On December 29, after armed police raided the five groups’ offices and seized documents, money and equipment, Eissa appeared on a talk show hosted by Wael al-Ibrashi, a prominent lawyer, and claimed that IRI and NDI had aimed to divide the Muslim and Christian communities.

“The witness said that she has prioritised the interest of Egypt over her own personal interests as an IRI employee who earns a big monthly salary, because she cannot accept any foreign interference in the Egyptian affairs,” the dossier states. “Even [the] USA would never accept any person or entity working illegally on its territories.”

Aboul Naga’s battle

Though anger over the NGOs came to a head when the groups’ presence in Egypt ballooned in the wake of the revolution last year, Aboul Naga’s complaints about US financial assistance date to 2004, the year she joined the Mubarak administration as international cooperation minister and began managing foreign economic aid.

Unlike military aid, which has steadily averaged $1.3 billion per year, economic aid began to decline that year.

Aboul Naga and other officials consider US aid payment for Egypt’s participation in the 1979 peace treaty with Israel and decisions over how to use the money as Egypt’s alone. Aboul Naga testified that when the Bush administration began reducing economic aid, she objected to the “unilateral” action, considering it a violation of the Camp David accords.

A year later, the aid issue escalated. Republican Senator Sam Brownback attached an amendment to the foreign appropriations bill that stripped Egypt of control over any US money meant for democracy promotion.

The “Brownback amendment,” which Aboul Naga mentioned by name in her testimony, allowed US agencies to bankroll groups like IRI and NDI that had never been approved by the Egyptian government. Supplied with funds, the groups rented offices in Egypt and expanded.

Under Mubarak, Aboul Naga could not act against the NGOs, but the revolution was a chance to even the scales, she testified. To illustrate the stakes – a “blatant challenge of Egyptian sovereignty” – she described what she saw as other examples of US and Israeli-sponsored “chaos,” such as the conflict in Libya and the secession of South Sudan.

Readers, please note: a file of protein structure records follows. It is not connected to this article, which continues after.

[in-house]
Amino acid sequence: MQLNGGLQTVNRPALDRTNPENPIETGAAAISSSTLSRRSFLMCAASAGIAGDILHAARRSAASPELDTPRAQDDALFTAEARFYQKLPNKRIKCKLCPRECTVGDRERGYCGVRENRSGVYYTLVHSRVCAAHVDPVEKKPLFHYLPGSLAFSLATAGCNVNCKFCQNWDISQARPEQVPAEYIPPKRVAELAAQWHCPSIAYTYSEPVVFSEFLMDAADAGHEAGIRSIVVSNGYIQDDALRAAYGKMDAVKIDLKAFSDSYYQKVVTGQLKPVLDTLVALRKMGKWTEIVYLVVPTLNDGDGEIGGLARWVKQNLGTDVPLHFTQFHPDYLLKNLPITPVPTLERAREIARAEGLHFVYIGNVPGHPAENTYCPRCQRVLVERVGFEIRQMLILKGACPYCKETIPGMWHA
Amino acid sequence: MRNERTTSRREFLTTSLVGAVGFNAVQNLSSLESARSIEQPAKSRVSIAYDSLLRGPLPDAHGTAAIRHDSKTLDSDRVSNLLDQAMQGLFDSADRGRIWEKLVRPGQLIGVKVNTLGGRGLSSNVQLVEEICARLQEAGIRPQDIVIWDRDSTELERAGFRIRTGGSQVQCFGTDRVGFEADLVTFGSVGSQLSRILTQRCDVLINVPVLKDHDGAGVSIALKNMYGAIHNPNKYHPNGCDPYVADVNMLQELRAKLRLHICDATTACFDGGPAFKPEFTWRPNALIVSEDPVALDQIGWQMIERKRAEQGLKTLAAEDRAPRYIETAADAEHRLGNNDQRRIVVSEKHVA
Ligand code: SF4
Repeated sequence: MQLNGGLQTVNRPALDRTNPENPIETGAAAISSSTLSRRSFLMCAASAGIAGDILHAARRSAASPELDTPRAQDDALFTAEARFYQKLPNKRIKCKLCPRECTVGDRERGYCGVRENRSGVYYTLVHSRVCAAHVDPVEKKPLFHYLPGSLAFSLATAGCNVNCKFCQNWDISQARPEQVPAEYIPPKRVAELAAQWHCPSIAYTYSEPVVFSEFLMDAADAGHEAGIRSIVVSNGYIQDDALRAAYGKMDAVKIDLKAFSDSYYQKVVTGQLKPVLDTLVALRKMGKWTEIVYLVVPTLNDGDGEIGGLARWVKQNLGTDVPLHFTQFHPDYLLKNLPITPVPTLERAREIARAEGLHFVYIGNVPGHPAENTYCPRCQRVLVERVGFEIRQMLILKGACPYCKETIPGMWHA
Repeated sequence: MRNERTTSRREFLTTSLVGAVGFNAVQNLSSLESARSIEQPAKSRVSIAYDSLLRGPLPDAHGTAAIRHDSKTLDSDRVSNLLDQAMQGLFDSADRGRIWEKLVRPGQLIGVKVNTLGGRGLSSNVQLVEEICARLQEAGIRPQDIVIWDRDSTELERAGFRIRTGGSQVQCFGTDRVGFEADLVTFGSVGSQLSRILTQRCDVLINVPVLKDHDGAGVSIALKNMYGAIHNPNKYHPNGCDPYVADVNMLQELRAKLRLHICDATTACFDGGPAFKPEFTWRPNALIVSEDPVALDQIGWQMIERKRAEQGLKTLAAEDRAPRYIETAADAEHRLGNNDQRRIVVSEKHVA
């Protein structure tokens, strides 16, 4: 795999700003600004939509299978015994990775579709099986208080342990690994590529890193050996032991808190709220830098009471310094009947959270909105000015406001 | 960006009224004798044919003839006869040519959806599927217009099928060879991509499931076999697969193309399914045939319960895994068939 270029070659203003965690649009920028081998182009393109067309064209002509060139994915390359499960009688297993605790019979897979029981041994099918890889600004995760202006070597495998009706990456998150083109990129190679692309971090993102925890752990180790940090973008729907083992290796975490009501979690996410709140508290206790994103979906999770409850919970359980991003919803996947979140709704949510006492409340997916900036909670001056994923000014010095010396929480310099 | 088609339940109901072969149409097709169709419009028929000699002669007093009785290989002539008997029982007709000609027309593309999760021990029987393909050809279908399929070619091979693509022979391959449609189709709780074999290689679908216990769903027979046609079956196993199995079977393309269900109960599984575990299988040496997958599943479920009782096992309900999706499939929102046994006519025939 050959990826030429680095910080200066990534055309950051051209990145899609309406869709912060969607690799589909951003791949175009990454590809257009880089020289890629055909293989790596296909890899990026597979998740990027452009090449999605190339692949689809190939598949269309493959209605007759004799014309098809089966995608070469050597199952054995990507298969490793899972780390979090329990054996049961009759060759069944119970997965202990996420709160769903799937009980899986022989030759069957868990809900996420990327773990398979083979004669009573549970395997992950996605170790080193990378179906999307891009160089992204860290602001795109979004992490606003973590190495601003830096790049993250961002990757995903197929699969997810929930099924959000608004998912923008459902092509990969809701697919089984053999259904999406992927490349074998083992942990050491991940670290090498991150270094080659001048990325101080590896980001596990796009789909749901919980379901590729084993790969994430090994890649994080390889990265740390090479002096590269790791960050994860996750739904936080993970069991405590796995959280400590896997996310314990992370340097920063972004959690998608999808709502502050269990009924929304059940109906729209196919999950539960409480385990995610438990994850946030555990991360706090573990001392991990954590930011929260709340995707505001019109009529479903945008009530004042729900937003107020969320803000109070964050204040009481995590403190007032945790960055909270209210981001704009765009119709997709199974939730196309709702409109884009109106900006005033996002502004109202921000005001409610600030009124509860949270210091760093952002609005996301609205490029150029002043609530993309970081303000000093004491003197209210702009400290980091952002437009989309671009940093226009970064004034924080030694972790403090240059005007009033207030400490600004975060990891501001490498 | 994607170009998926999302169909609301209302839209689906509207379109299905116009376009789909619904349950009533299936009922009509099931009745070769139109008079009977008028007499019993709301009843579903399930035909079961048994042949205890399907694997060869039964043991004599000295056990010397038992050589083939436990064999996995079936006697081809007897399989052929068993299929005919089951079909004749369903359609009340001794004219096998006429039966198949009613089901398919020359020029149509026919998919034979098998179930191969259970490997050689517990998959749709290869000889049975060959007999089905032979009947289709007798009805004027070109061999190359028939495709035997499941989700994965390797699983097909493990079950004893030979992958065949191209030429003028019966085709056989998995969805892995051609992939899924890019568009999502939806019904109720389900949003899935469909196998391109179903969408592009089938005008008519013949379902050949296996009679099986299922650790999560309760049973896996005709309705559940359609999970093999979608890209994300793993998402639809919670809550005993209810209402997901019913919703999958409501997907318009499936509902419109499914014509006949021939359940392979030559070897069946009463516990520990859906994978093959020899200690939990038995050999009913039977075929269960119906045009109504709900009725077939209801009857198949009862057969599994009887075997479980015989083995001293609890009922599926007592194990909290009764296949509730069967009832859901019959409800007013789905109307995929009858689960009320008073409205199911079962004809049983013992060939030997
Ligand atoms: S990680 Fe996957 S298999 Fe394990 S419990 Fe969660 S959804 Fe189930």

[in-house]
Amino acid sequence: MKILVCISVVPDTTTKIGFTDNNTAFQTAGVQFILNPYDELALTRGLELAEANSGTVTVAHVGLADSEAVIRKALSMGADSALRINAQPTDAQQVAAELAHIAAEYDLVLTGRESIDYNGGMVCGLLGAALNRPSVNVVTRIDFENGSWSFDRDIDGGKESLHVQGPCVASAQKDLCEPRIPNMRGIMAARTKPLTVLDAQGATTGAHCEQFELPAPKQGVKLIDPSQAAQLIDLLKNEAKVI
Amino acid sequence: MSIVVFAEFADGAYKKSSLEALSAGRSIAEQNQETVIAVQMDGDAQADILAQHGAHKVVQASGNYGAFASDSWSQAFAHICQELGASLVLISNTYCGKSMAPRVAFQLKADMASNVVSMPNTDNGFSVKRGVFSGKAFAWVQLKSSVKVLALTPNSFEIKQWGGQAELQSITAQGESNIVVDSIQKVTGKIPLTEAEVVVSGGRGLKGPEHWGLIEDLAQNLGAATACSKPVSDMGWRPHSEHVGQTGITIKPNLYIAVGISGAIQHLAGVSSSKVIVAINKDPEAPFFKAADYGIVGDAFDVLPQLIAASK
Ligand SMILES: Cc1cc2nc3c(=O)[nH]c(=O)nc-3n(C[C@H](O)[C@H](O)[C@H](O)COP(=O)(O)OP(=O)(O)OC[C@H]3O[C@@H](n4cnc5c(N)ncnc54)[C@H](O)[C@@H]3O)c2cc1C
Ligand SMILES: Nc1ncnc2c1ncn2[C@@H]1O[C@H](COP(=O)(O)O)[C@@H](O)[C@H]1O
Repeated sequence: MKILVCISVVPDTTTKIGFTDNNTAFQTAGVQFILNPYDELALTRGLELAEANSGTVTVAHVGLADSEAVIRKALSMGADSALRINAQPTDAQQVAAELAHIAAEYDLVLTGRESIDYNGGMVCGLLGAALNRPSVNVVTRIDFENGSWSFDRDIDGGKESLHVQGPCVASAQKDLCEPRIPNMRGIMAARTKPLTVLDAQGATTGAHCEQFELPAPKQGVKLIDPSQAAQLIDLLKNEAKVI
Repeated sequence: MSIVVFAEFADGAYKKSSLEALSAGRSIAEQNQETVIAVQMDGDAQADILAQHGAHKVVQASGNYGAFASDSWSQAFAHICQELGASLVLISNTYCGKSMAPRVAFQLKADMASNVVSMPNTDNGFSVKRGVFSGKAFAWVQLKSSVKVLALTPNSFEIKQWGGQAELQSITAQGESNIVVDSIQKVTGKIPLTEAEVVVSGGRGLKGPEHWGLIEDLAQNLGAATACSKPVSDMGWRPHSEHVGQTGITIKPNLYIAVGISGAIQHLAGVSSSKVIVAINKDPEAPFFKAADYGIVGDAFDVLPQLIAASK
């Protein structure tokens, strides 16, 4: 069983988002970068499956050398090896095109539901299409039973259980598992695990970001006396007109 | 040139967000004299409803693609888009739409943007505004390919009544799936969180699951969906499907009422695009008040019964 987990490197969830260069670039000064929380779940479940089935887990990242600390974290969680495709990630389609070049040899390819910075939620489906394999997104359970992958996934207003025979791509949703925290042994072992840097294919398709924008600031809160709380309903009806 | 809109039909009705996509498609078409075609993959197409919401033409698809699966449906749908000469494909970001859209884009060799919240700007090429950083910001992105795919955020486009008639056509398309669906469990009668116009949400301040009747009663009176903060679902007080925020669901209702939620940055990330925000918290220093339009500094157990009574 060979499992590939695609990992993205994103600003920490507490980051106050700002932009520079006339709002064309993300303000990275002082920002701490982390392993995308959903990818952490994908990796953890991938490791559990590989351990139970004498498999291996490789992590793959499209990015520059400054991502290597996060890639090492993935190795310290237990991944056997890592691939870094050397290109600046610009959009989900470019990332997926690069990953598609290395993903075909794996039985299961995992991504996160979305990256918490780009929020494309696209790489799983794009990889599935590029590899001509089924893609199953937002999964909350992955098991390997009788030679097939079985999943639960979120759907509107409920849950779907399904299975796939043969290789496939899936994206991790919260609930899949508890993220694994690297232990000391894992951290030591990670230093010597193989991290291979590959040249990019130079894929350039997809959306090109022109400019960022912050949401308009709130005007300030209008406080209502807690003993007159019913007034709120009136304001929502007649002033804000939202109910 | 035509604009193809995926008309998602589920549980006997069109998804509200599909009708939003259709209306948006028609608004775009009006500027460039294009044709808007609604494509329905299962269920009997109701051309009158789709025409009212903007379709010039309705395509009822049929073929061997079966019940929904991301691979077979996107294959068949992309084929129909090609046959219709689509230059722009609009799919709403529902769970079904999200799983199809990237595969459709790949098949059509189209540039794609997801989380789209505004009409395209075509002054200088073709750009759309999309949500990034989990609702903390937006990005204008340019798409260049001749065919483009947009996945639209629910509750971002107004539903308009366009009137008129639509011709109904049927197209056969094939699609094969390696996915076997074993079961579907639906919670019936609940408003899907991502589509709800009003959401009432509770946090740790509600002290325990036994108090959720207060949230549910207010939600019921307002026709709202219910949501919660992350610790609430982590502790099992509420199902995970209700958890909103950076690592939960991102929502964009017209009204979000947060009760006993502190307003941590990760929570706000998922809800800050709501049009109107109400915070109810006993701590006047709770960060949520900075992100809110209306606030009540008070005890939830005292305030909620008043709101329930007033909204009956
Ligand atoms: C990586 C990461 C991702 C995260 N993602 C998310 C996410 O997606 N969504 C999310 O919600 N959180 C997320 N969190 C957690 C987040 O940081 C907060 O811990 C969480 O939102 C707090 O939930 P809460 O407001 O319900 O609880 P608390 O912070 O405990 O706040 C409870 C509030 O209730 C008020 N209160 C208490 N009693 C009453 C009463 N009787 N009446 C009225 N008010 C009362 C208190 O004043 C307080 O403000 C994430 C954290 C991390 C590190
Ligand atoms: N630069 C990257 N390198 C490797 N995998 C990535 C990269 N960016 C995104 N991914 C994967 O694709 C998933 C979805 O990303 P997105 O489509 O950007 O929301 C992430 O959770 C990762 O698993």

“The former regime created an ideal situation for the United States and Israel that neither wished its ouster. Thus the United States managed to … [cause] turbulence for the former regime to ensure it bowed to it,” Aboul Naga said. “As of January 25, 2011, a historical chance for Egyptian renaissance materialized so that Egypt would take the position worthy of its regional and international prestige.”

The tipping point

Egyptian suspicions of the NGOs’ work finally boiled over after the revolution, when tens of millions of dollars in new funding flowed to the groups – roughly $40 million to NDI and IRI alone, according to Egypt.

NDI opened two new offices, in Alexandria and Assiut, while IRI opened three, in Luxor and Alexandria as well as an additional space in Cairo. The groups also went on a hiring spree, in part to prepare for parliamentary election monitoring in November and December. Most of the NDI and IRI witnesses interrogated in the investigation were hired in 2011.

The groups trained dozens of activists throughout the year, including well-known figures of the revolution, like members of the April 6th Movement. They also advised a broad swath of political parties – from the liberal and secular Free Egyptians to the ultraconservative Salafi Nour Party – on how to run campaigns, conduct surveys and manage public relations. (IRI, however, reportedly does not deal with Islamist parties.)

By July, the dossier states, the cabinet had ordered the Justice Ministry to launch a fact-finding commission to look into US aid to the nonprofits.

Adding to Egyptian concerns, the NGOs’ money was hard to trace. The government alleged that while NDI in new funding flowed to the groups – roughly $40 million to NDI and IRI alone, according to Egypt.

NDI opened two new offices, in Alexandria and Assiut, while IRI opened three, in Luxor and Alexandria as well as an additional space in Cairo. The groups also went on a hiring spree, in part to prepare for parliamentary election monitoring in November and December. Most of the NDI and IRI witnesses interrogated in the investigation were hired in 2011.

The groups trained dozens of activists throughout the year, including well-known figures of the revolution, like members of the April 6th Movement. They also advised a broad swath of political parties – from the liberal and secular Free Egyptians to the ultraconservative Salafi Nour Party – on how to run campaigns, conduct surveys and manage public relations. (IRI, however, reportedly does not deal with Islamist parties.)

By July, the dossier states, the cabinet had ordered the Justice Ministry to launch a fact-finding commission to look into US aid to the nonprofits.